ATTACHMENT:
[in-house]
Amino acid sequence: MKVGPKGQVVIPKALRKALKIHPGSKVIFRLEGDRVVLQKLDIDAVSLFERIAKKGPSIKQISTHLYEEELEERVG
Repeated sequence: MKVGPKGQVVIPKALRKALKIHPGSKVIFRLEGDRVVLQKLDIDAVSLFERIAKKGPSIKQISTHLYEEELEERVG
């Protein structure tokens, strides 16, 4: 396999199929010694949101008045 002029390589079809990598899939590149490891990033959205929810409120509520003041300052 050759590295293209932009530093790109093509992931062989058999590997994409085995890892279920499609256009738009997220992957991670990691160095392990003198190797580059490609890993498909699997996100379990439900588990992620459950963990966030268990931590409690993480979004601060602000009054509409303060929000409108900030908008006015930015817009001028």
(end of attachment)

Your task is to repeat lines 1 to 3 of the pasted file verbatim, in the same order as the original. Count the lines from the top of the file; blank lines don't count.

[in-house]
Amino acid sequence: MKVGPKGQVVIPKALRKALKIHPGSKVIFRLEGDRVVLQKLDIDAVSLFERIAKKGPSIKQISTHLYEEELEERVG
Repeated sequence: MKVGPKGQVVIPKALRKALKIHPGSKVIFRLEGDRVVLQKLDIDAVSLFERIAKKGPSIKQISTHLYEEELEERVG